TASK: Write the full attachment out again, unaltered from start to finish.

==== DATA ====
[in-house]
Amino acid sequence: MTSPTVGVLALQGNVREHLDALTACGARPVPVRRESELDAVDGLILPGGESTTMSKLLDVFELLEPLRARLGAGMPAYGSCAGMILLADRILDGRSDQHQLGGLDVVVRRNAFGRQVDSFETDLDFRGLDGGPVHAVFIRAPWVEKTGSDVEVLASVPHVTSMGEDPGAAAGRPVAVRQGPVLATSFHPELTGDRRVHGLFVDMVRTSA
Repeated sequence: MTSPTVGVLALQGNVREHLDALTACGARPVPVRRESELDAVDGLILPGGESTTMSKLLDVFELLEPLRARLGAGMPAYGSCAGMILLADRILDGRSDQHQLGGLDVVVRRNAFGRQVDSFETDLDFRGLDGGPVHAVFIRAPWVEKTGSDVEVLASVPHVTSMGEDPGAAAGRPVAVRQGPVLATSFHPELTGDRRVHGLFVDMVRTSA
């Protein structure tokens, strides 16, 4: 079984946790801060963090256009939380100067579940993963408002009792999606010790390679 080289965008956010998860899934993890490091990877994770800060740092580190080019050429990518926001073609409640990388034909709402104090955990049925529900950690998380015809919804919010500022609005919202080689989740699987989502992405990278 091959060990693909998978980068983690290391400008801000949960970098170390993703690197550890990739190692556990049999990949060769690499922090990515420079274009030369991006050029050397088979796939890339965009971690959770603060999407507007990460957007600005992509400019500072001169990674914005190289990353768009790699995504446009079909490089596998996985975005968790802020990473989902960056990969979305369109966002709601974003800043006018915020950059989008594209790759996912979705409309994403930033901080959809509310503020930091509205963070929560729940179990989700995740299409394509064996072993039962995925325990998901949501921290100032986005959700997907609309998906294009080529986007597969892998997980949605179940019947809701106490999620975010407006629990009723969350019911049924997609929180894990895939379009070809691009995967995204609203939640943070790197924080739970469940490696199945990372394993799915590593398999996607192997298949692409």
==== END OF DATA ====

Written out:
[in-house]
Amino acid sequence: MTSPTVGVLALQGNVREHLDALTACGARPVPVRRESELDAVDGLILPGGESTTMSKLLDVFELLEPLRARLGAGMPAYGSCAGMILLADRILDGRSDQHQLGGLDVVVRRNAFGRQVDSFETDLDFRGLDGGPVHAVFIRAPWVEKTGSDVEVLASVPHVTSMGEDPGAAAGRPVAVRQGPVLATSFHPELTGDRRVHGLFVDMVRTSA
Repeated sequence: MTSPTVGVLALQGNVREHLDALTACGARPVPVRRESELDAVDGLILPGGESTTMSKLLDVFELLEPLRARLGAGMPAYGSCAGMILLADRILDGRSDQHQLGGLDVVVRRNAFGRQVDSFETDLDFRGLDGGPVHAVFIRAPWVEKTGSDVEVLASVPHVTSMGEDPGAAAGRPVAVRQGPVLATSFHPELTGDRRVHGLFVDMVRTSA
């Protein structure tokens, strides 16, 4: 079984946790801060963090256009939380100067579940993963408002009792999606010790390679 080289965008956010998860899934993890490091990877994770800060740092580190080019050429990518926001073609409640990388034909709402104090955990049925529900950690998380015809919804919010500022609005919202080689989740699987989502992405990278 091959060990693909998978980068983690290391400008801000949960970098170390993703690197550890990739190692556990049999990949060769690499922090990515420079274009030369991006050029050397088979796939890339965009971690959770603060999407507007990460957007600005992509400019500072001169990674914005190289990353768009790699995504446009079909490089596998996985975005968790802020990473989902960056990969979305369109966002709601974003800043006018915020950059989008594209790759996912979705409309994403930033901080959809509310503020930091509205963070929560729940179990989700995740299409394509064996072993039962995925325990998901949501921290100032986005959700997907609309998906294009080529986007597969892998997980949605179940019947809701106490999620975010407006629990009723969350019911049924997609929180894990895939379009070809691009995967995204609203939640943070790197924080739970469940490696199945990372394993799915590593398999996607192997298949692409």